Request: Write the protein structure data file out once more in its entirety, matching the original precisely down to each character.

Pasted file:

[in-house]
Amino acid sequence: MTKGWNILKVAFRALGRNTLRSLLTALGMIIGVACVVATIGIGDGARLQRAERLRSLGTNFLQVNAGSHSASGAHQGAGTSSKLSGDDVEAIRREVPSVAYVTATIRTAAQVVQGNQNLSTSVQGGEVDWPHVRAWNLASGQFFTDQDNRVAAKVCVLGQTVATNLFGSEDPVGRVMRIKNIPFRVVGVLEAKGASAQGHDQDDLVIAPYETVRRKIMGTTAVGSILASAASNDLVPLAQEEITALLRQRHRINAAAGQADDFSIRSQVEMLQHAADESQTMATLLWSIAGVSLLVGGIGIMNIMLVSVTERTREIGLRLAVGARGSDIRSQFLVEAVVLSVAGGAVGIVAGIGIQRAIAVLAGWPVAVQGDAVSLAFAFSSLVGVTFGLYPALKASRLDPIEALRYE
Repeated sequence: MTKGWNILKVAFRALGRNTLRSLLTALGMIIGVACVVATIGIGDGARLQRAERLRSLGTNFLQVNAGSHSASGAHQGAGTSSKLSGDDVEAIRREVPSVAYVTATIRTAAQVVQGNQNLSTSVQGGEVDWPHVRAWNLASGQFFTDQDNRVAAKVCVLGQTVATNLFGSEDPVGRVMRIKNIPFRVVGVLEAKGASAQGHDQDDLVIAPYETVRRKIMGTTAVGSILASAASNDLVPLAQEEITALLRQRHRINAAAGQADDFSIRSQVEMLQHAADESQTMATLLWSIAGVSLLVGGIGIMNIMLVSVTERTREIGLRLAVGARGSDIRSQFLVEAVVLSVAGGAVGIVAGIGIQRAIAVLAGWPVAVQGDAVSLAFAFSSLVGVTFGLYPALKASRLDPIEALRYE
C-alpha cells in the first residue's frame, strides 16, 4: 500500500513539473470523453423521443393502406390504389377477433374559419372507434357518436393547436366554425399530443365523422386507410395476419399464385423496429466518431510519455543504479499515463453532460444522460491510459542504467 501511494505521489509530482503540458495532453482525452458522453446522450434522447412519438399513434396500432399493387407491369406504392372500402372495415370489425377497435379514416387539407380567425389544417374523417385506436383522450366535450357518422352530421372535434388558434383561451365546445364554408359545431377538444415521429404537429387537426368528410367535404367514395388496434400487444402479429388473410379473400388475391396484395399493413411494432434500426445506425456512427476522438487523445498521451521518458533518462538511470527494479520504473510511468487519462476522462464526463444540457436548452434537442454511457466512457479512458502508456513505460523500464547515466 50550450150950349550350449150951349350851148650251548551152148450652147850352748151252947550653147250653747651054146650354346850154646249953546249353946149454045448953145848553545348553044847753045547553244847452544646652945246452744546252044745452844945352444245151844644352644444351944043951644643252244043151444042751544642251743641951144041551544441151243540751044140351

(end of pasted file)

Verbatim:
[in-house]
Amino acid sequence: MTKGWNILKVAFRALGRNTLRSLLTALGMIIGVACVVATIGIGDGARLQRAERLRSLGTNFLQVNAGSHSASGAHQGAGTSSKLSGDDVEAIRREVPSVAYVTATIRTAAQVVQGNQNLSTSVQGGEVDWPHVRAWNLASGQFFTDQDNRVAAKVCVLGQTVATNLFGSEDPVGRVMRIKNIPFRVVGVLEAKGASAQGHDQDDLVIAPYETVRRKIMGTTAVGSILASAASNDLVPLAQEEITALLRQRHRINAAAGQADDFSIRSQVEMLQHAADESQTMATLLWSIAGVSLLVGGIGIMNIMLVSVTERTREIGLRLAVGARGSDIRSQFLVEAVVLSVAGGAVGIVAGIGIQRAIAVLAGWPVAVQGDAVSLAFAFSSLVGVTFGLYPALKASRLDPIEALRYE
Repeated sequence: MTKGWNILKVAFRALGRNTLRSLLTALGMIIGVACVVATIGIGDGARLQRAERLRSLGTNFLQVNAGSHSASGAHQGAGTSSKLSGDDVEAIRREVPSVAYVTATIRTAAQVVQGNQNLSTSVQGGEVDWPHVRAWNLASGQFFTDQDNRVAAKVCVLGQTVATNLFGSEDPVGRVMRIKNIPFRVVGVLEAKGASAQGHDQDDLVIAPYETVRRKIMGTTAVGSILASAASNDLVPLAQEEITALLRQRHRINAAAGQADDFSIRSQVEMLQHAADESQTMATLLWSIAGVSLLVGGIGIMNIMLVSVTERTREIGLRLAVGARGSDIRSQFLVEAVVLSVAGGAVGIVAGIGIQRAIAVLAGWPVAVQGDAVSLAFAFSSLVGVTFGLYPALKASRLDPIEALRYE
C-alpha cells in the first residue's frame, strides 16, 4: 500500500513539473470523453423521443393502406390504389377477433374559419372507434357518436393547436366554425399530443365523422386507410395476419399464385423496429466518431510519455543504479499515463453532460444522460491510459542504467 501511494505521489509530482503540458495532453482525452458522453446522450434522447412519438399513434396500432399493387407491369406504392372500402372495415370489425377497435379514416387539407380567425389544417374523417385506436383522450366535450357518422352530421372535434388558434383561451365546445364554408359545431377538444415521429404537429387537426368528410367535404367514395388496434400487444402479429388473410379473400388475391396484395399493413411494432434500426445506425456512427476522438487523445498521451521518458533518462538511470527494479520504473510511468487519462476522462464526463444540457436548452434537442454511457466512457479512458502508456513505460523500464547515466 50550450150950349550350449150951349350851148650251548551152148450652147850352748151252947550653147250653747651054146650354346850154646249953546249353946149454045448953145848553545348553044847753045547553244847452544646652945246452744546252044745452844945352444245151844644352644444351944043951644643252244043151444042751544642251743641951144041551544441151243540751044140351